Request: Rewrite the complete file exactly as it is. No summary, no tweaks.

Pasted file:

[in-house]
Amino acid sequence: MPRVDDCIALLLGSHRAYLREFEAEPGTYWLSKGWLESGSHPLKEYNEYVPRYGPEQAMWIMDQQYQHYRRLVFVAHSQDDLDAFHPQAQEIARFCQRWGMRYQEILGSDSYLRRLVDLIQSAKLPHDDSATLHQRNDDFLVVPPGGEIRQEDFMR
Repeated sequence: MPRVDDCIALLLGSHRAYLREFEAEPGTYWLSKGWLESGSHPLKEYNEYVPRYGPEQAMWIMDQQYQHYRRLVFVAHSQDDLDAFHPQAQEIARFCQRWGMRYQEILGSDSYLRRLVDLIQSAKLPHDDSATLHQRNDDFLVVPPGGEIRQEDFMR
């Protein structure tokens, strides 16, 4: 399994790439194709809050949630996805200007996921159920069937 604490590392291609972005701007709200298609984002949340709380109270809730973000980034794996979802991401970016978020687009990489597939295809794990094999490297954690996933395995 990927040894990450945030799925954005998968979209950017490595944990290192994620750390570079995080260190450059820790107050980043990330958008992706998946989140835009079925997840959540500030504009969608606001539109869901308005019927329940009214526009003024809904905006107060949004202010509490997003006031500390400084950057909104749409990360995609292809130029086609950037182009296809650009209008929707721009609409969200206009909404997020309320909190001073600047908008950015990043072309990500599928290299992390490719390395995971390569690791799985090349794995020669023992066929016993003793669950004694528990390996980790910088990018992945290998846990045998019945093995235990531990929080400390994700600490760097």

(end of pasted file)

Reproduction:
[in-house]
Amino acid sequence: MPRVDDCIALLLGSHRAYLREFEAEPGTYWLSKGWLESGSHPLKEYNEYVPRYGPEQAMWIMDQQYQHYRRLVFVAHSQDDLDAFHPQAQEIARFCQRWGMRYQEILGSDSYLRRLVDLIQSAKLPHDDSATLHQRNDDFLVVPPGGEIRQEDFMR
Repeated sequence: MPRVDDCIALLLGSHRAYLREFEAEPGTYWLSKGWLESGSHPLKEYNEYVPRYGPEQAMWIMDQQYQHYRRLVFVAHSQDDLDAFHPQAQEIARFCQRWGMRYQEILGSDSYLRRLVDLIQSAKLPHDDSATLHQRNDDFLVVPPGGEIRQEDFMR
């Protein structure tokens, strides 16, 4: 399994790439194709809050949630996805200007996921159920069937 604490590392291609972005701007709200298609984002949340709380109270809730973000980034794996979802991401970016978020687009990489597939295809794990094999490297954690996933395995 990927040894990450945030799925954005998968979209950017490595944990290192994620750390570079995080260190450059820790107050980043990330958008992706998946989140835009079925997840959540500030504009969608606001539109869901308005019927329940009214526009003024809904905006107060949004202010509490997003006031500390400084950057909104749409990360995609292809130029086609950037182009296809650009209008929707721009609409969200206009909404997020309320909190001073600047908008950015990043072309990500599928290299992390490719390395995971390569690791799985090349794995020669023992066929016993003793669950004694528990390996980790910088990018992945290998846990045998019945093995235990531990929080400390994700600490760097």